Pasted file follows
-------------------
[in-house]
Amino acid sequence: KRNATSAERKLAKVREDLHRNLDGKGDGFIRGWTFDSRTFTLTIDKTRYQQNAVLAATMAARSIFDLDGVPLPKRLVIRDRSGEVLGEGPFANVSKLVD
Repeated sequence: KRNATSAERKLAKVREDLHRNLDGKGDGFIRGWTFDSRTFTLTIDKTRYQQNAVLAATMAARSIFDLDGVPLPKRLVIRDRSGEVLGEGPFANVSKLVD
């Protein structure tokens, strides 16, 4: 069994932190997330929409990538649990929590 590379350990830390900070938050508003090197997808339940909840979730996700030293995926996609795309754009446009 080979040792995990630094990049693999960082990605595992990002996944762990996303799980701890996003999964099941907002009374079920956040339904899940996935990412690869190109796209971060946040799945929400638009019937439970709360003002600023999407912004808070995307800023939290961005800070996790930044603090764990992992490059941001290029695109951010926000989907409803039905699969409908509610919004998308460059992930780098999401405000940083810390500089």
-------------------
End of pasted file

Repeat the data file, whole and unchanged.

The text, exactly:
[in-house]
Amino acid sequence: KRNATSAERKLAKVREDLHRNLDGKGDGFIRGWTFDSRTFTLTIDKTRYQQNAVLAATMAARSIFDLDGVPLPKRLVIRDRSGEVLGEGPFANVSKLVD
Repeated sequence: KRNATSAERKLAKVREDLHRNLDGKGDGFIRGWTFDSRTFTLTIDKTRYQQNAVLAATMAARSIFDLDGVPLPKRLVIRDRSGEVLGEGPFANVSKLVD
């Protein structure tokens, strides 16, 4: 069994932190997330929409990538649990929590 590379350990830390900070938050508003090197997808339940909840979730996700030293995926996609795309754009446009 080979040792995990630094990049693999960082990605595992990002996944762990996303799980701890996003999964099941907002009374079920956040339904899940996935990412690869190109796209971060946040799945929400638009019937439970709360003002600023999407912004808070995307800023939290961005800070996790930044603090764990992992490059941001290029695109951010926000989907409803039905699969409908509610919004998308460059992930780098999401405000940083810390500089």